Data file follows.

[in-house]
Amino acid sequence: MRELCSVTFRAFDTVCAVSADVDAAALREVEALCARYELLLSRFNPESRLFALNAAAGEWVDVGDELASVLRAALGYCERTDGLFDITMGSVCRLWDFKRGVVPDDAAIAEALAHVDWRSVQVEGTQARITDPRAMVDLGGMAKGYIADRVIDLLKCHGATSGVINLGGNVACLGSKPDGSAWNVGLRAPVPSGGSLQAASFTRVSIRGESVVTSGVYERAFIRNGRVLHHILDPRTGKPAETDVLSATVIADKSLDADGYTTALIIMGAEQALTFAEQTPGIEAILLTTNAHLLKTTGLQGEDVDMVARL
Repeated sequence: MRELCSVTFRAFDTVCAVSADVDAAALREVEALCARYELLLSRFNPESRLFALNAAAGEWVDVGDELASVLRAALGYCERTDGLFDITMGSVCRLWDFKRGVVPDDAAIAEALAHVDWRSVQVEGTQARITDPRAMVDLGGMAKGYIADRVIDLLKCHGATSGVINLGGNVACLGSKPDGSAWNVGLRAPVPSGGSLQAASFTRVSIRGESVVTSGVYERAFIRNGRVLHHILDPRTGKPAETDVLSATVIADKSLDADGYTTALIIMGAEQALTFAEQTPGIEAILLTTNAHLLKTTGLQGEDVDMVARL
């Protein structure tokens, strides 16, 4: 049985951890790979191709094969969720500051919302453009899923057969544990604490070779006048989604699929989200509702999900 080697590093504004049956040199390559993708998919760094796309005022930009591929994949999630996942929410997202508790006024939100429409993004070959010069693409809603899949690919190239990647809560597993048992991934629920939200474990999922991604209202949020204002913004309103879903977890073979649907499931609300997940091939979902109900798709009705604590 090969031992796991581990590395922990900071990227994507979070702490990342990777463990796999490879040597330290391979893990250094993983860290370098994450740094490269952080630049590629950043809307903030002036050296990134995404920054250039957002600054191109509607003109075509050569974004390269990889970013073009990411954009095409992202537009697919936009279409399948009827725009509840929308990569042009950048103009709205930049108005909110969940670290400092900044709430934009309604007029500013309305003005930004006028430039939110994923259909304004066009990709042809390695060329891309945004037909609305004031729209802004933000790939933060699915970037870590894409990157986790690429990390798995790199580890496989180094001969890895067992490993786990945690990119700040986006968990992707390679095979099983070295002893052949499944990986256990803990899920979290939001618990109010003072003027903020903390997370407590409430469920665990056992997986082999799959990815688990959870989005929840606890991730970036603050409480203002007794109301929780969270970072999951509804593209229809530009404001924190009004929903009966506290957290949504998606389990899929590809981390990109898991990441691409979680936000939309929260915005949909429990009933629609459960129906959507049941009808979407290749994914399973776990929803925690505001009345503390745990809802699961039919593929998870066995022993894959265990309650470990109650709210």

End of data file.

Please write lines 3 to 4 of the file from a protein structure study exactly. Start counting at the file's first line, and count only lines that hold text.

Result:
Repeated sequence: MRELCSVTFRAFDTVCAVSADVDAAALREVEALCARYELLLSRFNPESRLFALNAAAGEWVDVGDELASVLRAALGYCERTDGLFDITMGSVCRLWDFKRGVVPDDAAIAEALAHVDWRSVQVEGTQARITDPRAMVDLGGMAKGYIADRVIDLLKCHGATSGVINLGGNVACLGSKPDGSAWNVGLRAPVPSGGSLQAASFTRVSIRGESVVTSGVYERAFIRNGRVLHHILDPRTGKPAETDVLSATVIADKSLDADGYTTALIIMGAEQALTFAEQTPGIEAILLTTNAHLLKTTGLQGEDVDMVARL
């Protein structure tokens, strides 16, 4: 049985951890790979191709094969969720500051919302453009899923057969544990604490070779006048989604699929989200509702999900 080697590093504004049956040199390559993708998919760094796309005022930009591929994949999630996942929410997202508790006024939100429409993004070959010069693409809603899949690919190239990647809560597993048992991934629920939200474990999922991604209202949020204002913004309103879903977890073979649907499931609300997940091939979902109900798709009705604590 090969031992796991581990590395922990900071990227994507979070702490990342990777463990796999490879040597330290391979893990250094993983860290370098994450740094490269952080630049590629950043809307903030002036050296990134995404920054250039957002600054191109509607003109075509050569974004390269990889970013073009990411954009095409992202537009697919936009279409399948009827725009509840929308990569042009950048103009709205930049108005909110969940670290400092900044709430934009309604007029500013309305003005930004006028430039939110994923259909304004066009990709042809390695060329891309945004037909609305004031729209802004933000790939933060699915970037870590894409990157986790690429990390798995790199580890496989180094001969890895067992490993786990945690990119700040986006968990992707390679095979099983070295002893052949499944990986256990803990899920979290939001618990109010003072003027903020903390997370407590409430469920665990056992997986082999799959990815688990959870989005929840606890991730970036603050409480203002007794109301929780969270970072999951509804593209229809530009404001924190009004929903009966506290957290949504998606389990899929590809981390990109898991990441691409979680936000939309929260915005949909429990009933629609459960129906959507049941009808979407290749994914399973776990929803925690505001009345503390745990809802699961039919593929998870066995022993894959265990309650470990109650709210």